I would like to think that I would have risen above that and followed the consitutional path as advocated by the SDLP or the Alliance. I would like to think that the atrocities carried out by the IRA such as La Mon or the Harrods bomb would have repulsed me as much as they did. But I often wonder if the anger I felt at the treatment of my community would have driven me into the hands of the hate-mongers and terrorists who prey on the disaffected youth of Northern Ireland. Would I today be on release from prison following the ceasefire, a middle-aged man whose youth had been wasted? Would I have blood on my hands and deaths on my conscience? Would I even be alive or would I be celebrated as a 'martyr for the cause'? I think these things and it frightens me.
So when Ms Tonge said she understood what drove the Palestinean suicide bombers, I understood her. She was not expressing sympathy. She was not saying it was right to blow up teenagers at a disco or commuters trying to get home from work. She was saying 'There but for the grace of God, go I."

Frank McGahon

David, I "understand" what you mean but I think you, and Dr Tonge, have fallen into a logical trap. Dundalk received many "refugees" from the Troubles in the 1970s. When I was an altar boy, one of my colleagues told me tales of the British Army raiding his house and tossing over the place. It is easy to understand how young men can become radicalised and seek to gain revenge for everything from petty humiliation to worse. The problem is, suicide bombing is not just "resistance". It is a kind of fanatical cult.

To hold that "there but for the grace of God go I" is to argue that suicide bombing is somehow a natural, predictable consequence of Israeli policy. Indeed there is a pernicious view abroad that the best explanation of the suicide bombing phenomenon is that it is "extreme" terrorism in response to "extreme" oppression. This is lazy sloppy thinking - this turns the blame away from those who perpetuate this cult and towards those who are the victims of it - and ignores the tactical benefit of planning suicide bombs, (indeed one of those benefits is to encourage the view that suicide bombs are a result of desperation). It also ignores the fact that this "natural" response hasn't occurred in areas where people suffer far worse "oppression" than that of the Palestinians. Leave aside the non-existent, non-muslim Tutsi suicide bombers, where were the Bosnian muslim suicide bombers? the Kurdish suicide bombers,?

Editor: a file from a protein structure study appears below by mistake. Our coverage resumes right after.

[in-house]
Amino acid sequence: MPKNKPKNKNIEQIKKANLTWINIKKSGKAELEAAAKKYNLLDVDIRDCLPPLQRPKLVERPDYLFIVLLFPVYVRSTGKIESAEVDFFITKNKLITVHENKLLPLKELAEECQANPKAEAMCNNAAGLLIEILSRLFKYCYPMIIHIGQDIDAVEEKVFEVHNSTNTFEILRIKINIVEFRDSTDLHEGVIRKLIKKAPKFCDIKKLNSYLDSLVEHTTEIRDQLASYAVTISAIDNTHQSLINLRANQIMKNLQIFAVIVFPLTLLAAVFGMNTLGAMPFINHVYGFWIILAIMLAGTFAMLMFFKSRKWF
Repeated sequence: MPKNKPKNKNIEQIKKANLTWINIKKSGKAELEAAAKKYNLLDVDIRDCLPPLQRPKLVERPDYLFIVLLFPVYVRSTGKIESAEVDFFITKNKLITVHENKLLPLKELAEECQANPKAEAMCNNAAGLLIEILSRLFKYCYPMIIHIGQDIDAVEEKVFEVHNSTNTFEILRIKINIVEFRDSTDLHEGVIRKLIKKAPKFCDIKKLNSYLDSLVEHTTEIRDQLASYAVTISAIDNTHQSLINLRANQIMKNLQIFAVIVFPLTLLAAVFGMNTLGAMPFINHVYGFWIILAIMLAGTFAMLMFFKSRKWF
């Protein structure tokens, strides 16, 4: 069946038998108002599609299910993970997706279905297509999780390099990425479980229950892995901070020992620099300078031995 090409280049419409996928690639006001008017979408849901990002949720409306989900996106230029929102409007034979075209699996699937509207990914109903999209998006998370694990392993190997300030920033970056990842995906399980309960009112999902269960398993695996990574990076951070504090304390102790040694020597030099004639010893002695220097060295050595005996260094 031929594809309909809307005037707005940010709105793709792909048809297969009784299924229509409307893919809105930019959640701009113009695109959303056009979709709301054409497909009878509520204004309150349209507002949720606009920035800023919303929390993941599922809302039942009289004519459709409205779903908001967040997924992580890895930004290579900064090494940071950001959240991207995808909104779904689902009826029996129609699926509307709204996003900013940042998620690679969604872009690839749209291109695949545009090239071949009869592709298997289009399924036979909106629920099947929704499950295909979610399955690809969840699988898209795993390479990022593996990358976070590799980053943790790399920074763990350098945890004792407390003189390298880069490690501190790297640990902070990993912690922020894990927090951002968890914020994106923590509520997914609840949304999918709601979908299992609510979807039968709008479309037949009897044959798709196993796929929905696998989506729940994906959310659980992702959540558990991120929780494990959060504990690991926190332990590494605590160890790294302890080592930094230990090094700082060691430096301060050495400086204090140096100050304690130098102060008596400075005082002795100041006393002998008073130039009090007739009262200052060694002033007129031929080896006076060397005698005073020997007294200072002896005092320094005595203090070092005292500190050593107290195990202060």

Frank I really like your not-so-subtle use of inverted commas when talking about the "opression" of Palestinians. You're more than happy to patronise David by discussing his popint with him but equally want to deny the fact that there is "oppression" ....


To answer the point about the Kurds and the Bosnian Muslims, I think it is foolish to expect that every "Oppressed" (thats the word du jour I suppose) group need to decide on the same form of protest as you deem appropriate.

Because Tonge spoke of the Pal. suicide bombers as a natural response does not mean that that would be the decision arrived at in Other conflicts.

In Ireland for example the most powerful reactions against a military force that would never be beaten throguh normal military means was the guerilla tactics of the IRA and , of course, the hunger strikes, on another occasion.

This is not a natural, logical or predictable tactic but it is down to the people themselves to decide how they fight not you.

The Palestinians have a religious faith that, to them, makes suicide bombing more reasonable than northern nationalists, I would presume. Also I think the Kurds and the Bosnians had more military fight than the Palestinians.

The inequality of force faced by the Palestinians, Irish, Bosnians etc have all to be taken into account here.

I think the incredible distancing ( in the mind at least) from the conflict in the north, by southern Irish, is remarkable. The phrase "There, for the Grace of God, go I" is more than appropriate.


Frank McGahon

Ciaran, the reason I mentioned the Kurds and the Bosnians is because they have precisely the same religious faith as the Palestinians, i.e Islam.

I certainly didn't intend to patronise David and I hope that he doesn't take my comments that way. The reason I put the scare quotes around "oppression" is that I don't believe that is an accurate characterisation of the relationship between the Israelis and the Palestinians but for the purposes of the argument it doesn't really matter. Even taking such a claim at face value, there is still no logical corollary that suicide bombing is an understandable, if regrettable response to Israeli action.

Don Barter